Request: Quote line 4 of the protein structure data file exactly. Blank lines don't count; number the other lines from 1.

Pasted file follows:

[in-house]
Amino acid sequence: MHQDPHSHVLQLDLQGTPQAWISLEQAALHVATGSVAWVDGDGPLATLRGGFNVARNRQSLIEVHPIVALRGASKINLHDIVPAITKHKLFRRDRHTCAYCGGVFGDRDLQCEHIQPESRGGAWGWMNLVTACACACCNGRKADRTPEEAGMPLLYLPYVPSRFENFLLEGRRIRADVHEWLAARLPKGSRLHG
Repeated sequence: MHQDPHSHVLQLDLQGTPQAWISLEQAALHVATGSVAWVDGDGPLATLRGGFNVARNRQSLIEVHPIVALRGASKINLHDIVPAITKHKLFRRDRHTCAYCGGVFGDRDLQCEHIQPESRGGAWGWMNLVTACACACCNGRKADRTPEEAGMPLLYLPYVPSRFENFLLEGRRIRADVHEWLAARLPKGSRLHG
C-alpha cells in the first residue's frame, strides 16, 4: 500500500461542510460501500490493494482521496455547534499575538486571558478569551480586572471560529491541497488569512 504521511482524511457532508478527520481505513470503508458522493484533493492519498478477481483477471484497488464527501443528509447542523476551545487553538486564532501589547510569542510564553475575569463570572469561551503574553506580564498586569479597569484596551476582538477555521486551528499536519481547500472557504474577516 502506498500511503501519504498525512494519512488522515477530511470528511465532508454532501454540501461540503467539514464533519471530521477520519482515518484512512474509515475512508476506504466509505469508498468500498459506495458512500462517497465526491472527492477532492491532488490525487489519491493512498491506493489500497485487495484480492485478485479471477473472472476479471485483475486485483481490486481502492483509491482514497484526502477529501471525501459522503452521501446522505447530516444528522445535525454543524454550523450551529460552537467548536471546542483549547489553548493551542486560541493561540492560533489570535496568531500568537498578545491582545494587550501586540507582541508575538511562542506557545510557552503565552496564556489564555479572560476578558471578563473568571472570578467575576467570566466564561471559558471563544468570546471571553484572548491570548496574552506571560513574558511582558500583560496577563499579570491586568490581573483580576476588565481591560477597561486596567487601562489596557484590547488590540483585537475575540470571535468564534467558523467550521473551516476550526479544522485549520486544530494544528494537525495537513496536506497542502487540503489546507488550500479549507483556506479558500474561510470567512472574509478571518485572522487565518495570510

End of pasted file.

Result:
C-alpha cells in the first residue's frame, strides 16, 4: 500500500461542510460501500490493494482521496455547534499575538486571558478569551480586572471560529491541497488569512 504521511482524511457532508478527520481505513470503508458522493484533493492519498478477481483477471484497488464527501443528509447542523476551545487553538486564532501589547510569542510564553475575569463570572469561551503574553506580564498586569479597569484596551476582538477555521486551528499536519481547500472557504474577516 502506498500511503501519504498525512494519512488522515477530511470528511465532508454532501454540501461540503467539514464533519471530521477520519482515518484512512474509515475512508476506504466509505469508498468500498459506495458512500462517497465526491472527492477532492491532488490525487489519491493512498491506493489500497485487495484480492485478485479471477473472472476479471485483475486485483481490486481502492483509491482514497484526502477529501471525501459522503452521501446522505447530516444528522445535525454543524454550523450551529460552537467548536471546542483549547489553548493551542486560541493561540492560533489570535496568531500568537498578545491582545494587550501586540507582541508575538511562542506557545510557552503565552496564556489564555479572560476578558471578563473568571472570578467575576467570566466564561471559558471563544468570546471571553484572548491570548496574552506571560513574558511582558500583560496577563499579570491586568490581573483580576476588565481591560477597561486596567487601562489596557484590547488590540483585537475575540470571535468564534467558523467550521473551516476550526479544522485549520486544530494544528494537525495537513496536506497542502487540503489546507488550500479549507483556506479558500474561510470567512472574509478571518485572522487565518495570510